Studies dealing with dyslexia in the Arab states are in their infancy. Typically, dyslexia is not recognized as a specific reading difficulty despite efforts by various Arabic educational authorities to raise awareness of learning difficulties and special educational needs throughout the region. According to a UNESCO-DITT report in 2010, dyslexia was not officially recognised across Arabic states.
Currently, and perhaps unsurprisingly, there are no specific pan-Arabic methods of identification, assessment, or diagnosis for dyslexia available to either educational psychologists or SEN teachers.
However, an overview of the King Salman Center for Disability Research scientific outcomes shows the following conclusions:
➼ dyslexic subjects are characterized by “incompetence” in many behavioural characteristics and basic reading skills “compared with their ordinary peers”.
➼ dyslexic subjects “suffer from clear incompetence” in auditory perception, word analysis, word meaning, sentence comprehension, paragraph, and text understanding “compared with their ordinary peers”.
In 2010, a study by UNESCO and Dyslexia International asked Arabic and North African states about “good practice” relating to dyslexia. Of the twenty countries asked, only eight reponded.
In 2002 in Kuwait – where anyone who is partly or wholly unable to independently fulfil their average lifestyle needs (due to incapacity or failure of physical or mental faculties) is categorised as disabled – the Kuwait Dyslexia Association conducted a two-year survey on Kuwaiti primary, intermediate and secondary students. They found that 6.29% of them had developmental dyslexia.
In one study, two groups of non learning-difficulty children (grades 2–5) and one group of children with learning disabilities (grades 3–5), all Arabic speaking children in Kuwait, were given measures of reading comprehension fluency and orthographic discrimination to assess the relationship between the two.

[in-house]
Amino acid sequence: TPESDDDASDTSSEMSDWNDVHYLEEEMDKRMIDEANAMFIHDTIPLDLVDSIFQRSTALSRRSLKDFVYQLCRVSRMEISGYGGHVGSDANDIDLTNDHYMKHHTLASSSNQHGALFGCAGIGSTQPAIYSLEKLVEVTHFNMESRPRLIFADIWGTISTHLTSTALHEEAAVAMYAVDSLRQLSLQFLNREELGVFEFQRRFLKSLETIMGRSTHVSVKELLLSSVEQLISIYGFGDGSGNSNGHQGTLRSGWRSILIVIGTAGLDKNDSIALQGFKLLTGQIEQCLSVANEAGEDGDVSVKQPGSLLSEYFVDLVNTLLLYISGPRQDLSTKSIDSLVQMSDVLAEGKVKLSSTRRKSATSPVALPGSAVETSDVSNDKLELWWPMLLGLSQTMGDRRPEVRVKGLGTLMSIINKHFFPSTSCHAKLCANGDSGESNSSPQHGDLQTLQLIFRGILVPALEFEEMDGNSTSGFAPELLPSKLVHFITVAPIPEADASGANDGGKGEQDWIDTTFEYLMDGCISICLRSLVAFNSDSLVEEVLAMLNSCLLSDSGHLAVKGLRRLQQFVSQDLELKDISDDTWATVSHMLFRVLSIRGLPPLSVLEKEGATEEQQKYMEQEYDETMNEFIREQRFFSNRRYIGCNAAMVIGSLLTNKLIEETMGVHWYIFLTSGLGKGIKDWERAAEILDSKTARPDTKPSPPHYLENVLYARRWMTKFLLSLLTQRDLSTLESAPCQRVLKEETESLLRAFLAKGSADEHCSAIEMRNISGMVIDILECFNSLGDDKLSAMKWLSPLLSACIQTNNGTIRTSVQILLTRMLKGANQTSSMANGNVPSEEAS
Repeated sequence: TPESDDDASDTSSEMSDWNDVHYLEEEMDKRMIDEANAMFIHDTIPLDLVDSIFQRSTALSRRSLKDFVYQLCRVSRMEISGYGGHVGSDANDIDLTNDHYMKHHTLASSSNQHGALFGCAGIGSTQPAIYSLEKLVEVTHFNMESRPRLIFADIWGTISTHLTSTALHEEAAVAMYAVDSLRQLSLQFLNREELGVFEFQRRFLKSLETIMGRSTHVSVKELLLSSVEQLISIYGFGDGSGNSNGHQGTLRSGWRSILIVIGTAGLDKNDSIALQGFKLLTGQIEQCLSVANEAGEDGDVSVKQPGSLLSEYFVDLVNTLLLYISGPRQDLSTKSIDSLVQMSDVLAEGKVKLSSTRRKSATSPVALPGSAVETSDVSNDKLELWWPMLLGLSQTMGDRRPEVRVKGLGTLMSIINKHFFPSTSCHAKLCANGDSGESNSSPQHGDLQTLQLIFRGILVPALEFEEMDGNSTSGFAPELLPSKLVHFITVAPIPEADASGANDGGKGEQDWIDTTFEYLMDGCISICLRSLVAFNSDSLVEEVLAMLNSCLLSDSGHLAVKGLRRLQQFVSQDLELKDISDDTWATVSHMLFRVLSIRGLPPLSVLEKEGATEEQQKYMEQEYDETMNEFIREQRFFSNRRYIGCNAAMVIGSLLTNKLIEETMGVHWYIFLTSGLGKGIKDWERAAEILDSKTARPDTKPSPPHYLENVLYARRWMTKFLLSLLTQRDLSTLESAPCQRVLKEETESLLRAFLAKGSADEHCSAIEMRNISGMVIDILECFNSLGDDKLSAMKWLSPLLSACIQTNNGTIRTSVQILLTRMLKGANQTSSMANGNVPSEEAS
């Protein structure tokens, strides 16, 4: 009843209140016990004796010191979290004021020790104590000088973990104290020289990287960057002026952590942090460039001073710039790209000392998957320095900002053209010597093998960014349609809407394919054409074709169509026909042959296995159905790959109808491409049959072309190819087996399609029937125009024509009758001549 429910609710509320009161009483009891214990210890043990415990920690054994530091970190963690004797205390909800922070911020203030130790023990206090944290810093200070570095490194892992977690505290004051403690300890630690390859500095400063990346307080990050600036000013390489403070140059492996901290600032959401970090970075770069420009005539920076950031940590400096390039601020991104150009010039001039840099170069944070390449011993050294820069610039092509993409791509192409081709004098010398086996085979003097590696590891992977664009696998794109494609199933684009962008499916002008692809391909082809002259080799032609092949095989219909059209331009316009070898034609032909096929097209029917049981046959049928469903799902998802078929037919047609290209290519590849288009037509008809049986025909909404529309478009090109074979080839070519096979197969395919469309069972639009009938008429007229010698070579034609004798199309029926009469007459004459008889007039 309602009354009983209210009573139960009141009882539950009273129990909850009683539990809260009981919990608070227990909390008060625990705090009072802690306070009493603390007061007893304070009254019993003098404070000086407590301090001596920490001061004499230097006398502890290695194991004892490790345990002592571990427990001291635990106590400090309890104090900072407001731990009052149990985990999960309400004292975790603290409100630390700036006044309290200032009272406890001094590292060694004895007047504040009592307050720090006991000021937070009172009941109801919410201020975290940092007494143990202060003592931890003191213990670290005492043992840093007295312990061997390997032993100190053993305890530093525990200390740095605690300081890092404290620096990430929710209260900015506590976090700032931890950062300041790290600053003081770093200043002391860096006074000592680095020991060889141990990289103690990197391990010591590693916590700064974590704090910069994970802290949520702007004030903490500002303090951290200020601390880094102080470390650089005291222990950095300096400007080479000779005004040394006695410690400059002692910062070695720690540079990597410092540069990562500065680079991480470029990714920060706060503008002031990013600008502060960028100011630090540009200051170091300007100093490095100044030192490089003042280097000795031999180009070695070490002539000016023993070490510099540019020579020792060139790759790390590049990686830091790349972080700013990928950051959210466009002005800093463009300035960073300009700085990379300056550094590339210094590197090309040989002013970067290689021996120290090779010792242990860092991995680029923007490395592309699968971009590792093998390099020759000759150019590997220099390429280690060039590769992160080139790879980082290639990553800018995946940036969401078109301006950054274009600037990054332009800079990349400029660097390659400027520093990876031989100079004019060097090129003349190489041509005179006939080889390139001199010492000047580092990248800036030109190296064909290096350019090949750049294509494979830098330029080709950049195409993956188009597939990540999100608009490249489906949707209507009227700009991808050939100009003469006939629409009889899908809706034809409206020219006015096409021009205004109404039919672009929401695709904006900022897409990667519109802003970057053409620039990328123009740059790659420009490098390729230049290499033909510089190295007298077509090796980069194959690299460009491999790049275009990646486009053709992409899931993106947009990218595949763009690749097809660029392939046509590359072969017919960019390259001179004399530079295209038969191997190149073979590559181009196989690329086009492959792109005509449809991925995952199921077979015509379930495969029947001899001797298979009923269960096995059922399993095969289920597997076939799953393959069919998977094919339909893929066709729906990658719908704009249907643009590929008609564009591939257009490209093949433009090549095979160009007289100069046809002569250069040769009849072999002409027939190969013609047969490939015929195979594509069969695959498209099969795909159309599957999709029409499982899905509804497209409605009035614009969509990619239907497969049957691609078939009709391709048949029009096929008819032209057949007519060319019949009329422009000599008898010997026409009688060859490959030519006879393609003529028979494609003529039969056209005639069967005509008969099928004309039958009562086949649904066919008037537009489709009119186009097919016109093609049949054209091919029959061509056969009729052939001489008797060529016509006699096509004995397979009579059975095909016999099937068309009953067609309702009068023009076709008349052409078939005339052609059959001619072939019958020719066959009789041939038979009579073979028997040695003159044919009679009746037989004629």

Additional measures of phonological processing (decoding and awareness), speed of processing (rapid naming) and memory (visual as well as phonological / verbal tasks) were included either because these have been found to be predictive of Arabic literacy or to provide an assessment of alternative interpretations of any influence of the orthographic task.
The findings indicated that the orthographic measure predicted variability in the comprehension fluency over-and-above that predicted by the other measures in the study.
It should also be said that as the Arabic language is technically non-alphabetic (its script is Abjad – see the map of writing systems here), the measurement of dyslexia against phonological competence will be more complex than simply looking at the language’s orthography. Similarly, interventions may require different strategies. Phonology and morphology will each play subtly different roles from those they play in alphabetic scripts. See the study, below.
A large-scale survey of about 3,000 Saudi elementary pupils (9 to 12 year-old) from 5 different regions in the Kingdom of Saudi Arabia found that the occurrence of dyslexia differs according to the region and the students’ grades. The results showed that the largest ratio of dyslexia spread was in Riyadh region (30.6%) and in the sixth grade (14.2%).
See for instance: